Colonial America

The early North American colonists brought their version of the Twelve Days over from England, and adapted them to their new country, adding their own variations over the years. For example, the modern day Christmas wreath may have originated with these colonials. A homemade wreath would be fashioned from local greenery and if fruits were available, they were added. Making the wreaths was one of the traditions of Christmas Eve; they would be hung on each home's front door beginning on Christmas Night (first night of Christmas) through Twelfth Night or Epiphany morning. As was already the tradition in their native England, all decorations would be taken down by Epiphany morning and the remainder of the edibles would be consumed. A special cake, the king cake, was also baked then for Epiphany.

Modern Western secular customs

United Kingdom and Commonwealth

Many in the United Kingdom and other Commonwealth nations still celebrate some aspects of the Twelve Days of Christmas. Boxing Day (26 December) is a national holiday in many Commonwealth nations, being the first full day of Christmas. Victorian era stories by Charles Dickens (and others), particularly A Christmas Carol, hold key elements of the celebrations such as the consumption of Christmas pudding, roasted goose and mulled wine. While these foods are consumed more at the beginning of the Twelve Days in the UK, some dine and dance in the traditional way throughout, all the way to Twelfth Night.

Nowadays, the Twelfth Day is the last day for decorations to be taken down, and it is held to be bad luck to take decorations down after this date. This is in contrast to the custom in Elizabethan England, when decorations were left up until Candlemas; this is still done in some other Western European countries such as Germany.

United States

With the onset of more Americanized and secular traditions throughout the past two centuries (such as the American "Santa Claus"), the rise in popularity of Christmas Eve itself as if it were also an actual holiday, and of New Year's Eve parties, the traditions of the Twelve Days of Christmas have been largely forgotten in the U.S. This is also heightened by the commercial practice to have after-Christmas sales begin on 26 December and run usually until New Year's Eve. Indeed, contemporary marketing and media tend to espouse the (erroneous) belief that the Twelve Days end on Christmas and thus begin 14 December.[4][5]

However, a small percentage of Christians of many sects have held on to their own favorite ways to celebrate and those who choose to also have their own church to guide them in a spiritual way of marking this reverent holiday. Americans who celebrate in various ways include Christians of all backgrounds: Catholics, Orthodox Christians, Lutherans, Episcopalians, Moravians and those of the Amish and Mennonite communities.

Today, some celebrants give gifts each of the Twelve Days, feast and otherwise celebrate the entire time through to Epiphany morning. Lighting a candle for each day has become a modern tradition in the U.S. and of course, singing the appropriate verses of the famous song each day is also an important and fun part of the American celebrations.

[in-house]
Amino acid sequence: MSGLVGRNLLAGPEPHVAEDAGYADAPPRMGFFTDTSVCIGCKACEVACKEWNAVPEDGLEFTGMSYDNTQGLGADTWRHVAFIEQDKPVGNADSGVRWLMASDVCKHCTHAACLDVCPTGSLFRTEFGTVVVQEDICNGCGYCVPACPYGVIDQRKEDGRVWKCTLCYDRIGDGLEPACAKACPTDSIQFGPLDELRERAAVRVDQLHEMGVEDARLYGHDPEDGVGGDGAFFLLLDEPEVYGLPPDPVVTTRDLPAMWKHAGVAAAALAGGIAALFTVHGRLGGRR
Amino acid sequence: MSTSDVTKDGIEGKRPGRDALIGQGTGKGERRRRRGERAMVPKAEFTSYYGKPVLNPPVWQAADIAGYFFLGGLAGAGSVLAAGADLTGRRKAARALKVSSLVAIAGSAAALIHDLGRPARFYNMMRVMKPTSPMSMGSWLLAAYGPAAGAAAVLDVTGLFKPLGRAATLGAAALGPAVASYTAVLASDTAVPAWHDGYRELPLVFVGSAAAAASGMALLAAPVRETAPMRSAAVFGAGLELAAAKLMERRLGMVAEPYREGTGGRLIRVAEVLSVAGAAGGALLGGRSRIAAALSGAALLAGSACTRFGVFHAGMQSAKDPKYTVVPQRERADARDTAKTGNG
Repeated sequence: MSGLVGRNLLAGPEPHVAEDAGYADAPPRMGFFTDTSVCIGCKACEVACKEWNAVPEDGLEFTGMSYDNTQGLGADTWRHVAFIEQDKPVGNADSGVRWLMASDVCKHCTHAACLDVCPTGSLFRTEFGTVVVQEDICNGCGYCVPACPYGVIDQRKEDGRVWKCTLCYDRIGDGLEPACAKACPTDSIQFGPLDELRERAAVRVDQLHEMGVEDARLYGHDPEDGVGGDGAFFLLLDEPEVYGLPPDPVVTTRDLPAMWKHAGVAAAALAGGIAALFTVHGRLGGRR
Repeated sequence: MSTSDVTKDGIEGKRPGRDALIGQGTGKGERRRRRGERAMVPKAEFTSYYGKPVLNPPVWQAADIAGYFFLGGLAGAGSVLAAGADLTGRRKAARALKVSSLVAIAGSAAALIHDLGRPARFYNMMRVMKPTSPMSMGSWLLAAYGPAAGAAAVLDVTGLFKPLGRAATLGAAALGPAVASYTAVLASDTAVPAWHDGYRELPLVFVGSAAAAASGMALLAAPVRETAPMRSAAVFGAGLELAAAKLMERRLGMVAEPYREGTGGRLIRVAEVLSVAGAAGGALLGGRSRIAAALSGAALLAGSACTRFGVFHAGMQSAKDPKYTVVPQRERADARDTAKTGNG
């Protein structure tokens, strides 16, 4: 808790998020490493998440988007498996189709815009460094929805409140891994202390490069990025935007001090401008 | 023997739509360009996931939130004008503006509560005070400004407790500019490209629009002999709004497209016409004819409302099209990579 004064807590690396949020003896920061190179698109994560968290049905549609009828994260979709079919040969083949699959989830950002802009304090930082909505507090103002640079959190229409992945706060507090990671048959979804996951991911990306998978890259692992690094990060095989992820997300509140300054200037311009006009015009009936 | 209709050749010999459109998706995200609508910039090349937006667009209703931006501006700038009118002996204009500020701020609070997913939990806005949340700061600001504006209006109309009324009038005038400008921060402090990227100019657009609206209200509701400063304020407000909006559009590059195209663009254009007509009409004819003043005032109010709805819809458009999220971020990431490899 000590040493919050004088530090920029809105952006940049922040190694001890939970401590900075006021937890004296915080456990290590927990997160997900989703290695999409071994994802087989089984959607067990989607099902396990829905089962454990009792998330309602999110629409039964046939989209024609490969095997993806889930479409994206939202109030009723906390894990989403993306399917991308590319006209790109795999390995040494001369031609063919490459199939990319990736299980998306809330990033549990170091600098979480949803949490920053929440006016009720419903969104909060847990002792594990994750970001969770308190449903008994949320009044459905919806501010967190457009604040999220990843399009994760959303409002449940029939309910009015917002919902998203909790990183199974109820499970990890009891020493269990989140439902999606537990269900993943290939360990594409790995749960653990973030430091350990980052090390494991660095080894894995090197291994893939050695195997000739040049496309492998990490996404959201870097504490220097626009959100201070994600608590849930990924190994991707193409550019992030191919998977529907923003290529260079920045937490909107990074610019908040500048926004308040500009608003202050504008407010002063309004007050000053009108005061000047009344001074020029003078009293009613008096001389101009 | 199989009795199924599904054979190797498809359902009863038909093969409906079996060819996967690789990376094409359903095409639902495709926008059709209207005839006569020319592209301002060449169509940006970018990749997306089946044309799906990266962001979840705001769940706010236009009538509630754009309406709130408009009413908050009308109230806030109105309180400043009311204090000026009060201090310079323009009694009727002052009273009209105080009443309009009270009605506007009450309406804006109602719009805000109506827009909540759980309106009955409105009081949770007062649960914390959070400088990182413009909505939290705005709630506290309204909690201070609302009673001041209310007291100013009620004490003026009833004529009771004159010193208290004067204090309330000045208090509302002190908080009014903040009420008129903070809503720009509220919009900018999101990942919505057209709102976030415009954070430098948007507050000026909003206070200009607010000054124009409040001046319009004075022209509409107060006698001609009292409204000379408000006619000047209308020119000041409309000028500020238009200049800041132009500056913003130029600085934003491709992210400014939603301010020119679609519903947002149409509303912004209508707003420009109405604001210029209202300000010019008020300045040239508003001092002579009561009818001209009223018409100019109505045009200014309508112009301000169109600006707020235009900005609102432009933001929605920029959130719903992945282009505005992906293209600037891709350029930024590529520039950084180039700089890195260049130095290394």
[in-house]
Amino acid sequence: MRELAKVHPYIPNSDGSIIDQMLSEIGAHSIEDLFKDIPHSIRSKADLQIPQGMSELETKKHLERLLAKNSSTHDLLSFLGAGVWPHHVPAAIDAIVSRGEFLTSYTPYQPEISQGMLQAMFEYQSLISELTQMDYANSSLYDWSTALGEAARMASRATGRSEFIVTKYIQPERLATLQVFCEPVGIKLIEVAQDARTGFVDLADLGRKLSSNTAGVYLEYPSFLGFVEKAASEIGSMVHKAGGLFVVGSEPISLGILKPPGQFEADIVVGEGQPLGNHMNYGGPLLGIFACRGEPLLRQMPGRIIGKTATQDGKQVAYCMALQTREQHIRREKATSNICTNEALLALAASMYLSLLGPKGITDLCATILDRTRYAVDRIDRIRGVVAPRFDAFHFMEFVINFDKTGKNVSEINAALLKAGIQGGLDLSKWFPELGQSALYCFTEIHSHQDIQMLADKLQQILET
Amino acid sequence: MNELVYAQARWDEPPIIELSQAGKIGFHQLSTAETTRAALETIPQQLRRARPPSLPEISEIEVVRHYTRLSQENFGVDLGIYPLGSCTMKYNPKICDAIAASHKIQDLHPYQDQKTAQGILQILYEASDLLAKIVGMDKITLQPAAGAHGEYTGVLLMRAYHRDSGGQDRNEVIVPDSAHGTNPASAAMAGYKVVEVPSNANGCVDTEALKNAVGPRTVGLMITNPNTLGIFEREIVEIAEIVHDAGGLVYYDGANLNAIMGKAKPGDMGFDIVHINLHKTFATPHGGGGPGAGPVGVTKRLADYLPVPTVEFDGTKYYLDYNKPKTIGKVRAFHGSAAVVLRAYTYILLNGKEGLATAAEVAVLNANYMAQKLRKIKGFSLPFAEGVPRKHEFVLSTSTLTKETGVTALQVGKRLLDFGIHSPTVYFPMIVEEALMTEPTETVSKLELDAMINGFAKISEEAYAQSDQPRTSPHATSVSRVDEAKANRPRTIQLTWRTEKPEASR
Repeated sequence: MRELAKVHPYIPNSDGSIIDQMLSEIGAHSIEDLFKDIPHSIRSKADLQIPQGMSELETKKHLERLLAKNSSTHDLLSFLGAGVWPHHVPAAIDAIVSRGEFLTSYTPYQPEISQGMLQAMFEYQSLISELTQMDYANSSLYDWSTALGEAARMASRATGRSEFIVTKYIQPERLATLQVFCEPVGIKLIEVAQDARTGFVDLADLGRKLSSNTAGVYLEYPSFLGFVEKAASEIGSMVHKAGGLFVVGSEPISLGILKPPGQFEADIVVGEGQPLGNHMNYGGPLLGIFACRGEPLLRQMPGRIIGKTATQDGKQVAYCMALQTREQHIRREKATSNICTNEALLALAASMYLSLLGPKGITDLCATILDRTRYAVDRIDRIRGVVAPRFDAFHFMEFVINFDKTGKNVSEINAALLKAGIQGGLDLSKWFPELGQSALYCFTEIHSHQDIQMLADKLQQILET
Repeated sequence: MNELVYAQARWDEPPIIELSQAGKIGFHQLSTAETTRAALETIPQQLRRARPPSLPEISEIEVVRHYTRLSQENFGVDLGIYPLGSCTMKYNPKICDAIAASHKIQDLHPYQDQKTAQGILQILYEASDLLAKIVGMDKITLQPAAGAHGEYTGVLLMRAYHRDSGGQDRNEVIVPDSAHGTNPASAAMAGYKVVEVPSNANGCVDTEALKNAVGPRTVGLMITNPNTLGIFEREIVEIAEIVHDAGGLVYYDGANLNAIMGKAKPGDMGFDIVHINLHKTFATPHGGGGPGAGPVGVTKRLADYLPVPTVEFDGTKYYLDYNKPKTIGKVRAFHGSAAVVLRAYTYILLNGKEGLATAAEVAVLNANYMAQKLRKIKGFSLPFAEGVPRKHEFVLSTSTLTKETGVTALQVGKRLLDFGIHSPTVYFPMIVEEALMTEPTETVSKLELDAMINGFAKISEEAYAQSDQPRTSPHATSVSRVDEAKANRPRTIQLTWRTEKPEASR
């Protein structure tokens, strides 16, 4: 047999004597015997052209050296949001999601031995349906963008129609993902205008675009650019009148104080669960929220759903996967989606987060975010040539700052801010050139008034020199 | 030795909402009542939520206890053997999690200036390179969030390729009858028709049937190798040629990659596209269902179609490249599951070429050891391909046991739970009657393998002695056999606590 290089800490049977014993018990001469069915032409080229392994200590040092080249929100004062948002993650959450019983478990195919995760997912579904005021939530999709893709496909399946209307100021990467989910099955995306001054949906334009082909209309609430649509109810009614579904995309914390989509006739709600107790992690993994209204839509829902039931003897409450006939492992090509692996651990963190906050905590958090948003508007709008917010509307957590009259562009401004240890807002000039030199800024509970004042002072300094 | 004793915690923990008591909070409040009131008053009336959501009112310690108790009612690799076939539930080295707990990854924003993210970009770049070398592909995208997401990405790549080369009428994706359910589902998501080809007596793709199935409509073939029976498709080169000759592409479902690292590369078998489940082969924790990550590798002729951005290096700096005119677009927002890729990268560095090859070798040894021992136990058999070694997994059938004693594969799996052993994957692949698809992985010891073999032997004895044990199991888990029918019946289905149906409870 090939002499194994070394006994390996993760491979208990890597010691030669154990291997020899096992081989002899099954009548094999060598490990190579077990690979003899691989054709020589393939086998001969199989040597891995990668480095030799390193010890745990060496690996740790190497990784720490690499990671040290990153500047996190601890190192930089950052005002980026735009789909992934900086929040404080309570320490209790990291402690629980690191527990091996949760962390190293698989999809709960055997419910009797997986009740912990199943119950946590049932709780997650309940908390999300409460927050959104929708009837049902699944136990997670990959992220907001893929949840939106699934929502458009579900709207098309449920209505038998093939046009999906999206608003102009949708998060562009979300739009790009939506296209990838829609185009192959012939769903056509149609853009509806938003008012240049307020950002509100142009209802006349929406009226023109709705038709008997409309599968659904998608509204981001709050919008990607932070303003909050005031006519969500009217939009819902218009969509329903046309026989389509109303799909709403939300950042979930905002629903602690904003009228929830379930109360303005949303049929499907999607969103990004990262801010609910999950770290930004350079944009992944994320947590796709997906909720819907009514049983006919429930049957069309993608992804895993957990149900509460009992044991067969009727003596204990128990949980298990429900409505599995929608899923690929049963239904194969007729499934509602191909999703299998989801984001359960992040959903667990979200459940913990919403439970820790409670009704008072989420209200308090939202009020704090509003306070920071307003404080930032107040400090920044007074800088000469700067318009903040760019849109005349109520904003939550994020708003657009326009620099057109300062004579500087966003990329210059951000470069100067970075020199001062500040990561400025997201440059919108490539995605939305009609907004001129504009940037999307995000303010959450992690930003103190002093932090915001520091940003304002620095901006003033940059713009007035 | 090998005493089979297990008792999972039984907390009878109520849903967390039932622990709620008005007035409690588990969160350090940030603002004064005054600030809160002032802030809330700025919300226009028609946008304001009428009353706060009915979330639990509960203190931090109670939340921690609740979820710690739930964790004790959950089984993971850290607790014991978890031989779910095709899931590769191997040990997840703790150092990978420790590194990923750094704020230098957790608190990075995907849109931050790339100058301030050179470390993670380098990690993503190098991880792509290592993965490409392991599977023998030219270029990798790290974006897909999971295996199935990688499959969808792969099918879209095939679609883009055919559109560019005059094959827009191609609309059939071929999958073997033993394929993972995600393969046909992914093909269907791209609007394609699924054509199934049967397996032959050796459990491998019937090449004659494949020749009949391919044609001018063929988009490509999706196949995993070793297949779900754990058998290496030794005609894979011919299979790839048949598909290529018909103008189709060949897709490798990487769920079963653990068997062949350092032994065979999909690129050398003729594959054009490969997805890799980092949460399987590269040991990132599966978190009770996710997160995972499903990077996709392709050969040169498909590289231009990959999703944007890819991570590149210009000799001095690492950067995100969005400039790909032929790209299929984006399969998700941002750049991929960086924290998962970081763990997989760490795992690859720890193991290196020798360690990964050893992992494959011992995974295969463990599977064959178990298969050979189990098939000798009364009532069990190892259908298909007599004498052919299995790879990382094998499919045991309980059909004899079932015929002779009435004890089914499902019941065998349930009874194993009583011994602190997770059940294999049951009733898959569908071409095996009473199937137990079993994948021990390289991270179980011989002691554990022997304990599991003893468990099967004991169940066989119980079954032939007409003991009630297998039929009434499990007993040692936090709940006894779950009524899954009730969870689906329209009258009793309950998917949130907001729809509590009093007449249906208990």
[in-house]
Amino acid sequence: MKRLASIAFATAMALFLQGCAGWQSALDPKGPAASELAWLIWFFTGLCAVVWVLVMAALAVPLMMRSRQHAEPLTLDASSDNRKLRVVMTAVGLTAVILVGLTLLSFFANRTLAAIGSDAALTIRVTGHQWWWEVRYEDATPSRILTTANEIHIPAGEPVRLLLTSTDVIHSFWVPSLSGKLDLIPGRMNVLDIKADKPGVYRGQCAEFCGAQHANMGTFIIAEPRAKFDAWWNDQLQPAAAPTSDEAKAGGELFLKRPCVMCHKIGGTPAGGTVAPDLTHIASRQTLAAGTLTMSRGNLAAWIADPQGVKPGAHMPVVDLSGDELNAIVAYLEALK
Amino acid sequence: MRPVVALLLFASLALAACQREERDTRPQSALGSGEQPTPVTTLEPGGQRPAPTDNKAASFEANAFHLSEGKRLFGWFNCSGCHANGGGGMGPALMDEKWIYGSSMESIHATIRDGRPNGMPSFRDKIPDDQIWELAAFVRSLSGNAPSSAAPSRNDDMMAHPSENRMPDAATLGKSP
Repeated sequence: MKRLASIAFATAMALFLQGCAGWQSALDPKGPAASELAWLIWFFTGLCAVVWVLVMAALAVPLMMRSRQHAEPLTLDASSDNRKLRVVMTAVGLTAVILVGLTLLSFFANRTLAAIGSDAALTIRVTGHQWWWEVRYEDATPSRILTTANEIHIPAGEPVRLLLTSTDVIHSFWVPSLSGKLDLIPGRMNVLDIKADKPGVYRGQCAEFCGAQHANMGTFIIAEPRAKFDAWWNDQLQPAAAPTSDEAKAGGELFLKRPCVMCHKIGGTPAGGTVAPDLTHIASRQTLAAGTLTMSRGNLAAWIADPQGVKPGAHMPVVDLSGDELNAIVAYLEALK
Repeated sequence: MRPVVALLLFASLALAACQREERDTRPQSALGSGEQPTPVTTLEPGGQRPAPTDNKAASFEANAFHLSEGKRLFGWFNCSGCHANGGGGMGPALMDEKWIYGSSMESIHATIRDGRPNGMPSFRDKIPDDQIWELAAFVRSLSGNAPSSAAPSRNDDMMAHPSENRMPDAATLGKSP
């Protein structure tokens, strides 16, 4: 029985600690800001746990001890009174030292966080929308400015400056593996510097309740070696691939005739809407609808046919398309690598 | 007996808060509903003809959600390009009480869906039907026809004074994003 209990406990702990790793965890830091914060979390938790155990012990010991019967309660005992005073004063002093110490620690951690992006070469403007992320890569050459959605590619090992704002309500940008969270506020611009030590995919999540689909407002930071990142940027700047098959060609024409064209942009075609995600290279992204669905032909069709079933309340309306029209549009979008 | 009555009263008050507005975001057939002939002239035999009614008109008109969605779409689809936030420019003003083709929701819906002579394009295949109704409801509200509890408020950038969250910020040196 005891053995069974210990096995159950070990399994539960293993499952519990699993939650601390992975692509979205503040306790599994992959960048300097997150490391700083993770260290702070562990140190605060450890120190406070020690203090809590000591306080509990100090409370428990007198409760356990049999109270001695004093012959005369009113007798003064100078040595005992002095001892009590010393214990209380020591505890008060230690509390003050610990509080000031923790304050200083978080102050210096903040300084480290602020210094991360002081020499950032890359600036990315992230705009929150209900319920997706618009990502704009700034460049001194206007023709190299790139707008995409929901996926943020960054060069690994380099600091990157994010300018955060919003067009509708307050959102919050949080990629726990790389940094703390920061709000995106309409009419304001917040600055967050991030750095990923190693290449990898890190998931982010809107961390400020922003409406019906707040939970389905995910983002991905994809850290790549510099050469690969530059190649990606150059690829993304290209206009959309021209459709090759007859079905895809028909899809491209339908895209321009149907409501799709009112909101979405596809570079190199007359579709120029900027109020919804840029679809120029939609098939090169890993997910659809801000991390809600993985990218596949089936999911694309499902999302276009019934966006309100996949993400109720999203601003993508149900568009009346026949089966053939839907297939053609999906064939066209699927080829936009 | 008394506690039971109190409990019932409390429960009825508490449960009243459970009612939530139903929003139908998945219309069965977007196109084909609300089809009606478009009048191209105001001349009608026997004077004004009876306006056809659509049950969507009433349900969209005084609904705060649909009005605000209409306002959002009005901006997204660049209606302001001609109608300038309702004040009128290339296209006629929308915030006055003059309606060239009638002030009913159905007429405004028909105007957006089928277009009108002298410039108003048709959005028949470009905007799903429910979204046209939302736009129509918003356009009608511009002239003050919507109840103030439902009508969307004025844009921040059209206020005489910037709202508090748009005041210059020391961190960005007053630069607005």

Some still celebrate Twelfth Night as the biggest night for parties and gift-giving and some also light a Yule Log on the first night (Christmas) and let it burn some each of the twelve nights. Some Americans also have their own traditional foods to serve each night.

As in olden days, Twelfth Night to Epiphany morning is then the traditional time to take down the Christmas tree and decorations.


  1. "The Twelve Days of Christmas". 
  2. Frazer, James (1922). The Golden Bough. New York: McMillan. ISBN 1-58734-083-6. 
  3. Count, Earl (1997). 4,000 Years of Christmas. Ulysses Press. ISBN 1569750874. 
  4. Jami Delgado, ("Consider being non-traditional and celebrating the Twelve Days of Christmas on the days leading up to Christmas (14 December-25 December)."
  5. HumorMatters, Twelve Days of Christmas (reprint of a magazine article); accessed 2008.12.09.
  • "Christmas". Catholic Encyclopedia. Retrieved 22 December 2005.  Primarily subhead Popular Merrymaking under Liturgy and Custom.
  • Bowler, Gerald (2000). The World Encyclopedia of Christmas. Toronto: M&S. ISBN 9780771015311. 
  • Caulkins, Mary (2002). Christmas Trivia: 200 Fun & Fascinating Facts About Christmas. New York: Gramercy. ISBN 9780517220702. 
  • Collins, Ace; Clint Hansen (2003). Stories Behind the Great Traditions of Christmas. Grand Rapids, Michigan: Zondervan. ISBN 9780310248804. 
  • Evans, Martin Marix (2002). The Twelve Days of Christmas. White Plains, New York: Peter Pauper Press. ISBN 9780880887762. 
  • Wells, Robin Headlam (2005). Shakespeare's Humanism. Cambridge: Cambridge University Press. ISBN 9780521824385. 
  • Hoh, John L., Jr. (2001). The Twelve Days of Christmas: A Carol Catechism. Vancouver: Suite 101 eBooks. 
This page uses content from the English Wikipedia. The original article was at Twelve Days of Christmas. The list of authors can be seen in the page history.